2 min read

Making things for the Hell of It

Making things for the Hell of It

In December, I asked a mentor for career advice.

You are very calculating. My advice is to stop for a minute, and find the joy in your work. Make it so that you look forward to Mondays. Then you'll do your best work, and be so good they can't ignore you. That's how I worked my way to the top, and that's what you need to rise up too.

So this year, I've been throwing strategy out the window with my personal projects, and making things that make me happy, even if I can't see a benefit to them.

The results have been surprising. It turns out, I don't like making cool stuff for the hell of it. Making an impact is important to me, and I feel kind of foolish when I make stuff without that in mind.

However, I think my mentor was right.

Things that strike a chord with me tend to strike a chord with others. This is partially because:

  1. I work with the door open
  2. I put a lot of passion into things that resonate deeply with me

For example, a couple years ago I got invited to a week long conference with hundreds of talks. I picked a topic I was super passionate about (fully expecting only 12 people to attend), and it became the most RSVPed talk of the entire event, with 400+ people wanting to come!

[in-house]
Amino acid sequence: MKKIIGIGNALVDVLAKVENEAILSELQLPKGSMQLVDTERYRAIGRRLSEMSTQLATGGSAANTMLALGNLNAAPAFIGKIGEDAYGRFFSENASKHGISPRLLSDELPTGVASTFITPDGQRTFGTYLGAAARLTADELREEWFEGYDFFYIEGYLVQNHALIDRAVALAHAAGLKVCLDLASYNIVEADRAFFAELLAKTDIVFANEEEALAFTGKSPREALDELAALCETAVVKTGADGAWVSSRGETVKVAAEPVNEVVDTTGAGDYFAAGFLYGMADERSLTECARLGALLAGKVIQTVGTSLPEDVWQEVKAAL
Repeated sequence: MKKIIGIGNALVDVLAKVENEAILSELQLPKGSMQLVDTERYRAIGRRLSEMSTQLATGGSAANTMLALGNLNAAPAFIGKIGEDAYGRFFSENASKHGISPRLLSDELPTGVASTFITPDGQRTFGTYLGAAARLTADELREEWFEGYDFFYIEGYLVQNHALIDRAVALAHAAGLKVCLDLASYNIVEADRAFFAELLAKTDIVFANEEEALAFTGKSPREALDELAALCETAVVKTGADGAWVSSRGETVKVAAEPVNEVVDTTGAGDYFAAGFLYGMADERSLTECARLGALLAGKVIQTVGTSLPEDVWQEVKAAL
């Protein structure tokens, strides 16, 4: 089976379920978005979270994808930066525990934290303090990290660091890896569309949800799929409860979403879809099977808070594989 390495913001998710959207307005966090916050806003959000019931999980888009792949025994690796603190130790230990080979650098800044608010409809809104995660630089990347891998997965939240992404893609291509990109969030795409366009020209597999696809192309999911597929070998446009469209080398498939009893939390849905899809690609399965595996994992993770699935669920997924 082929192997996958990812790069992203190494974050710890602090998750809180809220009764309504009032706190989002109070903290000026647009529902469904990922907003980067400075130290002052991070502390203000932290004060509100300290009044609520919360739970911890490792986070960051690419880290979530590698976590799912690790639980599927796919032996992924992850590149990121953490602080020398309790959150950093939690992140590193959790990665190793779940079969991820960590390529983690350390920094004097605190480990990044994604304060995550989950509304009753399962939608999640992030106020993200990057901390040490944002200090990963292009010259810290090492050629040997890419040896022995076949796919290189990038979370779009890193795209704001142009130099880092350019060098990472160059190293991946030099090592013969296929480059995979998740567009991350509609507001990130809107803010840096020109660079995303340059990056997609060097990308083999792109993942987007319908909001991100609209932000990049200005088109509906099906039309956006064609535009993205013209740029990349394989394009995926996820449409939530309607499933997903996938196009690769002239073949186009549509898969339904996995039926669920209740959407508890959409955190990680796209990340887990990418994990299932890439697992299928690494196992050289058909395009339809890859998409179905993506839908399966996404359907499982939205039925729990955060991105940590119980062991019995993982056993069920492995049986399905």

I shared my silly little quarantine basic bitch quiz with my small team, and it dominoed out from there (230 people have taken it now). And last week, I had a meeting with a coworker that I have never been able to work well with.

"By the way, yes, I am a quarantine basic bitch," he said with a warm smile as we got on the zoom call. That meeting went SO well.

So even though it bugs me, I think I must continue to create from my soul, even when I don't know why I'm creating. That's the purpose of existence, right? To express our souls? If not that, then what are we?